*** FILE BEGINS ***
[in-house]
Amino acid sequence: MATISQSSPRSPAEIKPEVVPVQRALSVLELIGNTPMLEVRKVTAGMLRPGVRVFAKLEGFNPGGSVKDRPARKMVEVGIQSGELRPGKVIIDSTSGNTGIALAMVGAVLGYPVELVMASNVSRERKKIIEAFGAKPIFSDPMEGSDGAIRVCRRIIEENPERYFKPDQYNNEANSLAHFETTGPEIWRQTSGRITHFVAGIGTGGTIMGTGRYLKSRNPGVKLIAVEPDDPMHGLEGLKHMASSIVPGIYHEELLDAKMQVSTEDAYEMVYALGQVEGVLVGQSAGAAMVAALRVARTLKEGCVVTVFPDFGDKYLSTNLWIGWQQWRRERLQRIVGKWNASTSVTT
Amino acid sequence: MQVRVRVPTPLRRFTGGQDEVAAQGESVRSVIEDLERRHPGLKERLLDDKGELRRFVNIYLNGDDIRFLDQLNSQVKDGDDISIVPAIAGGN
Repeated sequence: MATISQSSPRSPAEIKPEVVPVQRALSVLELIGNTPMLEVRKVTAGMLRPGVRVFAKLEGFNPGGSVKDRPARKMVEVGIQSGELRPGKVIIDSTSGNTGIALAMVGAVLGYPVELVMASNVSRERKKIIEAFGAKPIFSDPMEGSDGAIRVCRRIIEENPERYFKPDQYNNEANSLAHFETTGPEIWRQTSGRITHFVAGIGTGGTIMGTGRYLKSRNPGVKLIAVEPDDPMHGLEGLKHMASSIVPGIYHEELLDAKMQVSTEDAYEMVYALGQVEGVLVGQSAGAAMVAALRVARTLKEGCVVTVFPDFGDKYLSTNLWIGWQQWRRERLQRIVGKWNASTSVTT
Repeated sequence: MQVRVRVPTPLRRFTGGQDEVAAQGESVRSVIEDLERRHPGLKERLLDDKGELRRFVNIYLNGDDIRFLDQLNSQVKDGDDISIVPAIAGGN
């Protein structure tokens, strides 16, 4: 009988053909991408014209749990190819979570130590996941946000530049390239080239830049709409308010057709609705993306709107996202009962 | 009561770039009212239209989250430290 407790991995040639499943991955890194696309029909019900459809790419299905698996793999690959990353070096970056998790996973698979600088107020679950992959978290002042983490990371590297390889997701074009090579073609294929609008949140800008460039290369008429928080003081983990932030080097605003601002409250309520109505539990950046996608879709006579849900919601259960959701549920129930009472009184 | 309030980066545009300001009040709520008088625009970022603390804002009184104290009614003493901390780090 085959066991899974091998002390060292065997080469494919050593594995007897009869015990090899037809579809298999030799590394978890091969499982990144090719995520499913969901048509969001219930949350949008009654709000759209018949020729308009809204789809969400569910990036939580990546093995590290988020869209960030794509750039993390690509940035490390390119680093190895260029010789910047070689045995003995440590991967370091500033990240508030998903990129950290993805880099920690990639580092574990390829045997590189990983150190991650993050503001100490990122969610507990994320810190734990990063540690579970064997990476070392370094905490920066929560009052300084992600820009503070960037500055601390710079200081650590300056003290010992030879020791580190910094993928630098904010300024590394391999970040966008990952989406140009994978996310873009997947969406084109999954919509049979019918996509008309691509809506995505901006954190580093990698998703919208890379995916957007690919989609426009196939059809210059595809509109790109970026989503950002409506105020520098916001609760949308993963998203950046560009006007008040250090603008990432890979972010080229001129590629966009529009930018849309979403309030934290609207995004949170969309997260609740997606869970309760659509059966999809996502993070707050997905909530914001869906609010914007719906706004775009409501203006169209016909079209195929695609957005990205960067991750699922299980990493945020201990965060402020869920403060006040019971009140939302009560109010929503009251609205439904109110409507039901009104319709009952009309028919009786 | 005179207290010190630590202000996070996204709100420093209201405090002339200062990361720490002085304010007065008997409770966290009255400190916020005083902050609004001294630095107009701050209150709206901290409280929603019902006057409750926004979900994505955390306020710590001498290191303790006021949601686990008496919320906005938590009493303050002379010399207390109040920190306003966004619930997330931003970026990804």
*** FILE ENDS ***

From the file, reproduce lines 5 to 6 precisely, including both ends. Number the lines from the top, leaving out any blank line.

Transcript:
Repeated sequence: MQVRVRVPTPLRRFTGGQDEVAAQGESVRSVIEDLERRHPGLKERLLDDKGELRRFVNIYLNGDDIRFLDQLNSQVKDGDDISIVPAIAGGN
């Protein structure tokens, strides 16, 4: 009988053909991408014209749990190819979570130590996941946000530049390239080239830049709409308010057709609705993306709107996202009962 | 009561770039009212239209989250430290 407790991995040639499943991955890194696309029909019900459809790419299905698996793999690959990353070096970056998790996973698979600088107020679950992959978290002042983490990371590297390889997701074009090579073609294929609008949140800008460039290369008429928080003081983990932030080097605003601002409250309520109505539990950046996608879709006579849900919601259960959701549920129930009472009184 | 309030980066545009300001009040709520008088625009970022603390804002009184104290009614003493901390780090 085959066991899974091998002390060292065997080469494919050593594995007897009869015990090899037809579809298999030799590394978890091969499982990144090719995520499913969901048509969001219930949350949008009654709000759209018949020729308009809204789809969400569910990036939580990546093995590290988020869209960030794509750039993390690509940035490390390119680093190895260029010789910047070689045995003995440590991967370091500033990240508030998903990129950290993805880099920690990639580092574990390829045997590189990983150190991650993050503001100490990122969610507990994320810190734990990063540690579970064997990476070392370094905490920066929560009052300084992600820009503070960037500055601390710079200081650590300056003290010992030879020791580190910094993928630098904010300024590394391999970040966008990952989406140009994978996310873009997947969406084109999954919509049979019918996509008309691509809506995505901006954190580093990698998703919208890379995916957007690919989609426009196939059809210059595809509109790109970026989503950002409506105020520098916001609760949308993963998203950046560009006007008040250090603008990432890979972010080229001129590629966009529009930018849309979403309030934290609207995004949170969309997260609740997606869970309760659509059966999809996502993070707050997905909530914001869906609010914007719906706004775009409501203006169209016909079209195929695609957005990205960067991750699922299980990493945020201990965060402020869920403060006040019971009140939302009560109010929503009251609205439904109110409507039901009104319709009952009309028919009786 | 005179207290010190630590202000996070996204709100420093209201405090002339200062990361720490002085304010007065008997409770966290009255400190916020005083902050609004001294630095107009701050209150709206901290409280929603019902006057409750926004979900994505955390306020710590001498290191303790006021949601686990008496919320906005938590009493303050002379010399207390109040920190306003966004619930997330931003970026990804």